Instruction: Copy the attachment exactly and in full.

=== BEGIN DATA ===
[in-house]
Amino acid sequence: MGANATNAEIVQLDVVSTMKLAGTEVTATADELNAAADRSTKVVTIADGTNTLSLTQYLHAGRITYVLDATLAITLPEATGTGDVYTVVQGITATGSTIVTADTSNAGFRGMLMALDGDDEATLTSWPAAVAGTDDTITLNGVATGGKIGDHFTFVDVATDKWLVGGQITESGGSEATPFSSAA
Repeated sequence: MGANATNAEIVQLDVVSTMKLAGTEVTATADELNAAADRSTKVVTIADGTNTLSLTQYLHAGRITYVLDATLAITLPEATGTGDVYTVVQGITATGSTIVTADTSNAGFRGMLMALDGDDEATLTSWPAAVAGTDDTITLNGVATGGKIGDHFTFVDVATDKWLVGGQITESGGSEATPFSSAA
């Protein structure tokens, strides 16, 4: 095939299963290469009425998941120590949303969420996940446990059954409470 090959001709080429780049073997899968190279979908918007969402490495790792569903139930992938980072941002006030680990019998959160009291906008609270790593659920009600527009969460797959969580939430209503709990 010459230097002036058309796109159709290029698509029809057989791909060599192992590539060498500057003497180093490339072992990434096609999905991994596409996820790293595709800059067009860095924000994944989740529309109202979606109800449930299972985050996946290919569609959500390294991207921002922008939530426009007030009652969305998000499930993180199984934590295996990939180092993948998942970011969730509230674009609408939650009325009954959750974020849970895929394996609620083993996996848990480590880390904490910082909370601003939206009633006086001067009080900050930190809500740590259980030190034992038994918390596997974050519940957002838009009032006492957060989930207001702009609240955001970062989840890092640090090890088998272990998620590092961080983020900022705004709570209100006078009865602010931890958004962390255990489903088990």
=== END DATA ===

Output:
[in-house]
Amino acid sequence: MGANATNAEIVQLDVVSTMKLAGTEVTATADELNAAADRSTKVVTIADGTNTLSLTQYLHAGRITYVLDATLAITLPEATGTGDVYTVVQGITATGSTIVTADTSNAGFRGMLMALDGDDEATLTSWPAAVAGTDDTITLNGVATGGKIGDHFTFVDVATDKWLVGGQITESGGSEATPFSSAA
Repeated sequence: MGANATNAEIVQLDVVSTMKLAGTEVTATADELNAAADRSTKVVTIADGTNTLSLTQYLHAGRITYVLDATLAITLPEATGTGDVYTVVQGITATGSTIVTADTSNAGFRGMLMALDGDDEATLTSWPAAVAGTDDTITLNGVATGGKIGDHFTFVDVATDKWLVGGQITESGGSEATPFSSAA
């Protein structure tokens, strides 16, 4: 095939299963290469009425998941120590949303969420996940446990059954409470 090959001709080429780049073997899968190279979908918007969402490495790792569903139930992938980072941002006030680990019998959160009291906008609270790593659920009600527009969460797959969580939430209503709990 010459230097002036058309796109159709290029698509029809057989791909060599192992590539060498500057003497180093490339072992990434096609999905991994596409996820790293595709800059067009860095924000994944989740529309109202979606109800449930299972985050996946290919569609959500390294991207921002922008939530426009007030009652969305998000499930993180199984934590295996990939180092993948998942970011969730509230674009609408939650009325009954959750974020849970895929394996609620083993996996848990480590880390904490910082909370601003939206009633006086001067009080900050930190809500740590259980030190034992038994918390596997974050519940957002838009009032006492957060989930207001702009609240955001970062989840890092640090090890088998272990998620590092961080983020900022705004709570209100006078009865602010931890958004962390255990489903088990």